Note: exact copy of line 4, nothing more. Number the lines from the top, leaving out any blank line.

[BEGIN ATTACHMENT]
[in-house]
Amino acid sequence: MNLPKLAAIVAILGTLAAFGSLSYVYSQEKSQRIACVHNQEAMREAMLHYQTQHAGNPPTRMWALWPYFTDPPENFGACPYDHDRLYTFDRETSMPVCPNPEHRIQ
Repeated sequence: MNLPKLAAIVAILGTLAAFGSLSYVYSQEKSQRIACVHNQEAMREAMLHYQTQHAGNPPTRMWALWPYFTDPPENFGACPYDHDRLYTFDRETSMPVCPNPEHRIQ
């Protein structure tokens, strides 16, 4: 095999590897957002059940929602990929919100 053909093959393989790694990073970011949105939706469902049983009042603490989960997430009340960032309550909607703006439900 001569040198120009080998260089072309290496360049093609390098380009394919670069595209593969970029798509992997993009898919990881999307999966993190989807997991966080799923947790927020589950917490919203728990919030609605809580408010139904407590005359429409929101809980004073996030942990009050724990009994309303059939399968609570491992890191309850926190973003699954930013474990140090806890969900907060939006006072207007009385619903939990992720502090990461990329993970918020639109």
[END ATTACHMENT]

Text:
């Protein structure tokens, strides 16, 4: 095999590897957002059940929602990929919100 053909093959393989790694990073970011949105939706469902049983009042603490989960997430009340960032309550909607703006439900 001569040198120009080998260089072309290496360049093609390098380009394919670069595209593969970029798509992997993009898919990881999307999966993190989807997991966080799923947790927020589950917490919203728990919030609605809580408010139904407590005359429409929101809980004073996030942990009050724990009994309303059939399968609570491992890191309850926190973003699954930013474990140090806890969900907060939006006072207007009385619903939990992720502090990461990329993970918020639109």